It’s been eight years since Amala Akkineni took over as director of Annapurna College of Film and Media (ACFM), Hyderabad. She has been privy to changes in the entertainment sector with the scope to make shorts, feature films, web series and documentaries for theatrical release as well as streaming platforms. The film school is working towards getting its students to work with AI (artificial intelligence) and the virtual production stage. In an interview (video at www.thehindu.com) at her office, she takes stock of what these changes mean for aspiring filmmakers and what needs to change.
In 2015, Amala had observed that film education was a niche category as parents were hesitant to send their children to a film school, citing the unpredictable nature of work. That mindset has not changed drastically, she admits; medicine and engineering remain the preferred courses. However, she has observed more enthusiasm among second and third-generation film families to seek formal training. “They take to the curriculum like fish to water,” Amala says, mentioning how sons and daughters of cinematographers, sound engineers and other technical departments enrol for ACFM courses.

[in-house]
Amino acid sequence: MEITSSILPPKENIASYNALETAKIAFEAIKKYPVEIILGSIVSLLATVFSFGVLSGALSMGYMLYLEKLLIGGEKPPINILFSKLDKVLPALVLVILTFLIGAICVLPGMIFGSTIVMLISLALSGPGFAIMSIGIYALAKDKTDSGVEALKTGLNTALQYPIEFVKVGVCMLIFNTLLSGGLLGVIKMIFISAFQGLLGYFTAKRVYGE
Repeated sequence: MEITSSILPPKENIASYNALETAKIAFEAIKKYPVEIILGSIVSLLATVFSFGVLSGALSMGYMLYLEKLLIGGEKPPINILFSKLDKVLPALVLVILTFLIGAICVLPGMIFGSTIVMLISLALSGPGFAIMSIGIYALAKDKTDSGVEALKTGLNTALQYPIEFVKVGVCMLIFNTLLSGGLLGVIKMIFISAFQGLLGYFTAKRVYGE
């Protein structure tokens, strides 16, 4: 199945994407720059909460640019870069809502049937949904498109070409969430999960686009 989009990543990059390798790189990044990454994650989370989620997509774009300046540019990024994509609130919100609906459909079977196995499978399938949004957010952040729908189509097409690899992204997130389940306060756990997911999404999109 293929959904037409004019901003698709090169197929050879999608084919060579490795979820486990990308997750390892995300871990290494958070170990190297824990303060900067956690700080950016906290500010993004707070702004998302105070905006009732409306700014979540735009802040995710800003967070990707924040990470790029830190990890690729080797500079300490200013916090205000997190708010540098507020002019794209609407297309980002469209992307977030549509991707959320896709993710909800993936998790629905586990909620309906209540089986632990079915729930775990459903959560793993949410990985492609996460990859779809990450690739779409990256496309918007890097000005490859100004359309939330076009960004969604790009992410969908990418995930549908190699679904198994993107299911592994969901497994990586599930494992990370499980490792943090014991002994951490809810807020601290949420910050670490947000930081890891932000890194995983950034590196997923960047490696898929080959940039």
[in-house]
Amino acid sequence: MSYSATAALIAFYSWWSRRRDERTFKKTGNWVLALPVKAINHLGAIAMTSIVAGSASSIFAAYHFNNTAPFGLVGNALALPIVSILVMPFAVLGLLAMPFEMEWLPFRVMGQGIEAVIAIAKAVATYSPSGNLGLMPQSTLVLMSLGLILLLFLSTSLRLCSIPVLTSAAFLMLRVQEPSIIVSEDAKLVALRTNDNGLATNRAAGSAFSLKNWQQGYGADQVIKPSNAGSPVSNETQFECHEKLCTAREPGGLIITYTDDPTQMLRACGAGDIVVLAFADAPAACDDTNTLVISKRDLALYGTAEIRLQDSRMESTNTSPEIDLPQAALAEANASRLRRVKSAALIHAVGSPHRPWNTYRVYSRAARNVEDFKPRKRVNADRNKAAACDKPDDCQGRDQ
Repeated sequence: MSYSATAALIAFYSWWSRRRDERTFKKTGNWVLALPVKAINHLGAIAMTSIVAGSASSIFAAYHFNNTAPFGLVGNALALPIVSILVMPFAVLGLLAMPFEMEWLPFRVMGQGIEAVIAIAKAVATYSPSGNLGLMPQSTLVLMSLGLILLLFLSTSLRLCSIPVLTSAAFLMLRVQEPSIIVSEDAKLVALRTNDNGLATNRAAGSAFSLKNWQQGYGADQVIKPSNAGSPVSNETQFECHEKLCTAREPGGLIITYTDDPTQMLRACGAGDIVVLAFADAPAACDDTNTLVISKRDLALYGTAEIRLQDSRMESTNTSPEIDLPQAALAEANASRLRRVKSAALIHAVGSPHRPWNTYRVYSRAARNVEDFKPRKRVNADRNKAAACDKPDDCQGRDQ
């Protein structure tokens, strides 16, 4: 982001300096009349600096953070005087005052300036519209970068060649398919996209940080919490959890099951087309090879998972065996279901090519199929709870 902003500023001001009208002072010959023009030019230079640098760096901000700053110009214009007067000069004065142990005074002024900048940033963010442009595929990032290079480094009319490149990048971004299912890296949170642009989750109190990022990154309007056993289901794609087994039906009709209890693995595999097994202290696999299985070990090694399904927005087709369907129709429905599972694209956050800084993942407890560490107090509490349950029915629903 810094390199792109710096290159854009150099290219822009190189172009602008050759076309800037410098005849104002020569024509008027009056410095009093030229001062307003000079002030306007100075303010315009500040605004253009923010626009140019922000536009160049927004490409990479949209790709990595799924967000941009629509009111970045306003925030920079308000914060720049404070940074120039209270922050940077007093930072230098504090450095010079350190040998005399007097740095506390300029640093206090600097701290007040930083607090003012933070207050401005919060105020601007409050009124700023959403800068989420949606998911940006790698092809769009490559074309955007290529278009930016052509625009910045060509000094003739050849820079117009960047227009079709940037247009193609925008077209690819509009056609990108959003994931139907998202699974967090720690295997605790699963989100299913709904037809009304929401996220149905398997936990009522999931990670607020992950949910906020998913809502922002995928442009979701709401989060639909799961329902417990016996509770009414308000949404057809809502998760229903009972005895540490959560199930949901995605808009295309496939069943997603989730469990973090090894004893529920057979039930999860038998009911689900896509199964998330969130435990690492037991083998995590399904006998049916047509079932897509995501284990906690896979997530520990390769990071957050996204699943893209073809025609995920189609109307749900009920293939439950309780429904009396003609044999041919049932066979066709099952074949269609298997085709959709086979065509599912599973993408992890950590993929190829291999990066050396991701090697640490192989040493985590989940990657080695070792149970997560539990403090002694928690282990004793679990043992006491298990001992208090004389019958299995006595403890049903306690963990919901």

Amala cites a report (‘South India: Setting Benchmarks for the Nation in Media and Entertainment’ by Team MCube Insights) presented at the recent Confederation of Indian Industry Dakshin conference that reveals the South Indian entertainment and media sector has grown by 33% in 2022. “There is a need for trained film professionals now more than ever before since the corporates are stepping in. The corporate sector is particular about where you train, who are your mentors, whether you can work within a budget, and so on. All this comes with learning the basics.”
ANR Virtual Production Stage
Annapurna Studios recently announced the setting up of the ANR (Akkineni Nageswara Rao) Virtual Production Stage in association with Qube Cinema.
A virtual production stage combines physical and virtual productions and eliminates the green screen, which is now used by film units to shoot sequences that require visual effects to be added in the post production stage.
Imagine a filmmaker who wants to shoot a cyclone or a mountain range sequence. A 3D virtual projection of the required images (generated with the help of software) appears on the LED screen (curved, 20 feet tall and 60 feet wide) in the background while the actors are in the foreground. The resulting footage makes it appear as though the actors are in the environment.